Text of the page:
Russell Bither-Terry reflects on his experience working at the UNC-Chapel Hill Writing Center to bring you tips for clear, concise writing. Whether you are an MPA student or a city manager, Russell’s tips can help you in your everyday writing.
Passive Voice: Who Is Doing What to Whom?
by: Russell Bither-Terry – LinkedIn and Twitter
As if lifeless, wordy prose weren’t enough, passive voice can be really great for weaseling out of assigning responsibility. In government writing this can undermine transparency and accountability.
Let’s take a look at an imaginary public statement from a Parks and Recreation department. I’m clearly exaggerating, but doing so to make a point:
A series of complaints have been received about a recent park remodel. The situation has been thoroughly investigated and mistakes were made during said remodel. Changes have been implemented to prevent a recurrence of this problem and the individuals responsible were disciplined.
This kind of writing makes it seem like things just happen on their own.
Maybe the reader will be able to decipher the message and fill in the blanks because everybody has been talking about the slide that collapsed with three toddlers on it. Or maybe the reader will have no idea what the statement is really about.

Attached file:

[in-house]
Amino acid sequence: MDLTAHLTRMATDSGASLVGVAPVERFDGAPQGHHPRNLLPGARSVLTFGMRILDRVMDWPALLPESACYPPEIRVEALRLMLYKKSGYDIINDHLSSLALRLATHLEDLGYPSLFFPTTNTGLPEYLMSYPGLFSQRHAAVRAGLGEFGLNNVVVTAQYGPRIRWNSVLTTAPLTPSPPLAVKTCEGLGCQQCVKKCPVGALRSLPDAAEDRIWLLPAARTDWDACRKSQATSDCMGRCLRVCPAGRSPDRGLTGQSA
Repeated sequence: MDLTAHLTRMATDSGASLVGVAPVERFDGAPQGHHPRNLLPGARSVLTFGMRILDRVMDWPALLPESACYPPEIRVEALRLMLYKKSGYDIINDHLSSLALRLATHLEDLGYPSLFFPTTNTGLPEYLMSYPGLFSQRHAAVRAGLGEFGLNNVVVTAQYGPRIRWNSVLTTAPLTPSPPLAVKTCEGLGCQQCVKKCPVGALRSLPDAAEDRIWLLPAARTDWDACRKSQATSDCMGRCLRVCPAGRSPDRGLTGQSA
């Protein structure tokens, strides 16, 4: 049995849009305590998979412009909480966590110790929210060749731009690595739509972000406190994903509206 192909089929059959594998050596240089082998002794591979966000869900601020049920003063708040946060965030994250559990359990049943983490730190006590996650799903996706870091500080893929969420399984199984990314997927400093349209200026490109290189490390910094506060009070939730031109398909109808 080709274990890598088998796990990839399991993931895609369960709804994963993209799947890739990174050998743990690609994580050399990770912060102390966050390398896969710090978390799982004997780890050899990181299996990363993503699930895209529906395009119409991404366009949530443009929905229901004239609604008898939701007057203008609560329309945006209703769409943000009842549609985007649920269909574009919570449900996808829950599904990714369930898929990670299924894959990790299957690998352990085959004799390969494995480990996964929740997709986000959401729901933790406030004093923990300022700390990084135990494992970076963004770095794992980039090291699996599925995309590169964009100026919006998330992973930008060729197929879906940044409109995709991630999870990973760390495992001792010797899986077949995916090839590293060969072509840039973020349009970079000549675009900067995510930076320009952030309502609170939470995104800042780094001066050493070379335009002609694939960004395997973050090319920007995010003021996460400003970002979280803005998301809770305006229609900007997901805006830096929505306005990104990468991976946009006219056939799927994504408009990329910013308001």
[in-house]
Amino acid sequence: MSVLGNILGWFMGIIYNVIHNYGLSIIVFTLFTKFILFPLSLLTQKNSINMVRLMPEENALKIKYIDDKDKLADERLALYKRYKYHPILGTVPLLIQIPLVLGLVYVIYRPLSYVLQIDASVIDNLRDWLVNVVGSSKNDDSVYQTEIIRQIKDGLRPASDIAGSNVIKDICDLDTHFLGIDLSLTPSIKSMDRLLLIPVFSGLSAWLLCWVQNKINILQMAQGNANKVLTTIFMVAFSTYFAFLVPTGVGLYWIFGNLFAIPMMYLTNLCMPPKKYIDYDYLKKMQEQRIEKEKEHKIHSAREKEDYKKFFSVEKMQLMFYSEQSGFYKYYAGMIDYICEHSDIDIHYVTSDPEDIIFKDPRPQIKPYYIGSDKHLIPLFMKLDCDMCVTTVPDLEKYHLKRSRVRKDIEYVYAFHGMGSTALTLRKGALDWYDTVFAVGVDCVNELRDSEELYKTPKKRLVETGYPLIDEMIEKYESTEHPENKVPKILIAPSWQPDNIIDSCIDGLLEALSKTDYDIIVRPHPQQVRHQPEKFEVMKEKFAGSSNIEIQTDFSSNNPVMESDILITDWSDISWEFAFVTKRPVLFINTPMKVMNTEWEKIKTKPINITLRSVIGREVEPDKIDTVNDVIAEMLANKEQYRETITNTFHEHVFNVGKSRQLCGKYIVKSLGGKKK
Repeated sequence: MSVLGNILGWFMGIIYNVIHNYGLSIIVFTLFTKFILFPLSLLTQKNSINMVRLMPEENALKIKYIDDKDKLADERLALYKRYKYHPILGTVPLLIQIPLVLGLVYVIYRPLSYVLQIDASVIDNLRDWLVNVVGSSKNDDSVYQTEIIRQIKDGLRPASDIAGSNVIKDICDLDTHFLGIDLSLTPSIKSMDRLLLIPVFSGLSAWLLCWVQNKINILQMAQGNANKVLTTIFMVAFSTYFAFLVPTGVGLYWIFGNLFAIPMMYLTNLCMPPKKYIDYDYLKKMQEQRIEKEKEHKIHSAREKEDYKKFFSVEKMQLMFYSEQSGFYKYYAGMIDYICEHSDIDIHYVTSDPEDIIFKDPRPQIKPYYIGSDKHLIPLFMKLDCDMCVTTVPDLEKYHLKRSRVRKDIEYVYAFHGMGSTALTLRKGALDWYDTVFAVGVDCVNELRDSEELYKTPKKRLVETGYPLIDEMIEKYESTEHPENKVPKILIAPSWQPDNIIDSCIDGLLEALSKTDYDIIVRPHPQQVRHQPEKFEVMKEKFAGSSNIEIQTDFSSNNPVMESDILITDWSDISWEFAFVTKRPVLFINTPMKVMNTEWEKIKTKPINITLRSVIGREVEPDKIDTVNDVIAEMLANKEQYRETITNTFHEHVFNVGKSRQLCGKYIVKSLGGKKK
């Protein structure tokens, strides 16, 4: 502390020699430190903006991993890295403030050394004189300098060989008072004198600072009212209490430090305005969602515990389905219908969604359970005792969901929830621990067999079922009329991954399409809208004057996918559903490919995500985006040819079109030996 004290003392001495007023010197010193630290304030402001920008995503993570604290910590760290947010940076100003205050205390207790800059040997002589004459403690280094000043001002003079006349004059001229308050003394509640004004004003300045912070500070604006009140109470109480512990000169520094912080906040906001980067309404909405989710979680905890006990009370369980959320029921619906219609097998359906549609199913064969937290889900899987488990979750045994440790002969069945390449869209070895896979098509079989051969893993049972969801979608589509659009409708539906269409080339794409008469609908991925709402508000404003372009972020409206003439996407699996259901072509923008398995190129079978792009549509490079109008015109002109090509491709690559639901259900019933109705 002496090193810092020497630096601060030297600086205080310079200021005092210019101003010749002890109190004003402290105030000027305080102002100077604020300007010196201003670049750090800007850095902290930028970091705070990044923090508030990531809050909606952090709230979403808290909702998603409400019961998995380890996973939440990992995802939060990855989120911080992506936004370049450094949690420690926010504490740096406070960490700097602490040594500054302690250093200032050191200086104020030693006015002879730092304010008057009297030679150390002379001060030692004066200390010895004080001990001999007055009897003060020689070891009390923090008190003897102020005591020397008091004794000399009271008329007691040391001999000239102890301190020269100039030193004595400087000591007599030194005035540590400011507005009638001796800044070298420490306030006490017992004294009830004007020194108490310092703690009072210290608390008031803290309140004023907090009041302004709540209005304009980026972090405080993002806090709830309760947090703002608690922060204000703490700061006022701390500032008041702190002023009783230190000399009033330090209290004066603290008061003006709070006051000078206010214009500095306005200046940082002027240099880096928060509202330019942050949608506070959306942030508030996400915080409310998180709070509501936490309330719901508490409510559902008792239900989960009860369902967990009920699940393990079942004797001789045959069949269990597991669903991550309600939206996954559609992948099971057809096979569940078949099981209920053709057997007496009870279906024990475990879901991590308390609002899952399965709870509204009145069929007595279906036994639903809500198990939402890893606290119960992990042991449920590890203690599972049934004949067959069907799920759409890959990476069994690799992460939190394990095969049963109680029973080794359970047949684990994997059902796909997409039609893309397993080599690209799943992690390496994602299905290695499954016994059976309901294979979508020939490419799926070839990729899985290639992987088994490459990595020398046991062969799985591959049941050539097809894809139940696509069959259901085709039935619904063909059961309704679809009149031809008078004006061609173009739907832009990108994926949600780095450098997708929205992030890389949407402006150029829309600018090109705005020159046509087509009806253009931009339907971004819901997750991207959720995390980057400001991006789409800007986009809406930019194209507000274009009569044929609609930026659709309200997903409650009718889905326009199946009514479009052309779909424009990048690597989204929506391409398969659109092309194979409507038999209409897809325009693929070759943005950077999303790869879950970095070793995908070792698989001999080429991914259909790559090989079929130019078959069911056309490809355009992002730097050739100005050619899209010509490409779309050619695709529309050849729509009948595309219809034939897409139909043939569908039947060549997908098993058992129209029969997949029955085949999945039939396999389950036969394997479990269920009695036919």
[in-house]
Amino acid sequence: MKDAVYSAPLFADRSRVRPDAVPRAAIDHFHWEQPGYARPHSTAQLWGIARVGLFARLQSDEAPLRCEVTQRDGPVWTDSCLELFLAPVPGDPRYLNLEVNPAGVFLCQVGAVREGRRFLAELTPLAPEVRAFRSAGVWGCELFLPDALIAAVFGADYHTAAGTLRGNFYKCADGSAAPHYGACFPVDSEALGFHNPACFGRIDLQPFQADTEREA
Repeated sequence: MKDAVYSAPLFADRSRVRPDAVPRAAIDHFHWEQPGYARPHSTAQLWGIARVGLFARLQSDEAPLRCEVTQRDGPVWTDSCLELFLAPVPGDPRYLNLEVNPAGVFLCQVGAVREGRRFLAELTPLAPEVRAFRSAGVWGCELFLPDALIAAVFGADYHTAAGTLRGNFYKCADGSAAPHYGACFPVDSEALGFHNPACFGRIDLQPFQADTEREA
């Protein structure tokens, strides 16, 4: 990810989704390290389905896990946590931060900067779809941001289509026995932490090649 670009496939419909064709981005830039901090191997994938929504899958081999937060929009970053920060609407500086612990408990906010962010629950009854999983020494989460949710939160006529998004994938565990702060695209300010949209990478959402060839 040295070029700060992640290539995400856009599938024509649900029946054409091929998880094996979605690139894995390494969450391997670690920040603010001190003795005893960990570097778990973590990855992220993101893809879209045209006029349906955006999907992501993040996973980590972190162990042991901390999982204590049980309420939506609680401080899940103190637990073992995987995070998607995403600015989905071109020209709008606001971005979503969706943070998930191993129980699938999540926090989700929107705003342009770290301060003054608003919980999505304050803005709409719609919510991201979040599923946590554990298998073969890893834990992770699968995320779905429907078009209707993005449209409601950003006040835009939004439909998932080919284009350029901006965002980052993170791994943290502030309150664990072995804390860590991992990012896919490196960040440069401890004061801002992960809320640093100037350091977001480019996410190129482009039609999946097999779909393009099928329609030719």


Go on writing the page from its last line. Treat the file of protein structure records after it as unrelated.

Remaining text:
A useful question to pose when trying to improve such prose is Who is doing what to whom?
Remember from the passive voice video that sometimes we don’t know or it isn’t important who completed an action, but often it is. And when it’s important (and when it’s public information), we should make it clear to the reader.
Here’s an attempt at a quick re-write of the passive voice inflicted statement above:
A group of residents recently submitted complaints about unsafe playground equipment installed in the recent remodel of Birchwood Park. Parks and Recreation investigated these complaints and found that they resulted from staff purchasing low quality equipment on eBay. Management has suspended the staff responsible for two weeks without pay and enacted procedures to verify the safety of playground equipment prior to purchase.
Last time I said that active voice tends to be more concise. In this case the active voice statement is 62 words where the passive voice statement is 42 words. But the active voice version actually tells the reader what happened. In other words, it’s longer because it contains more information.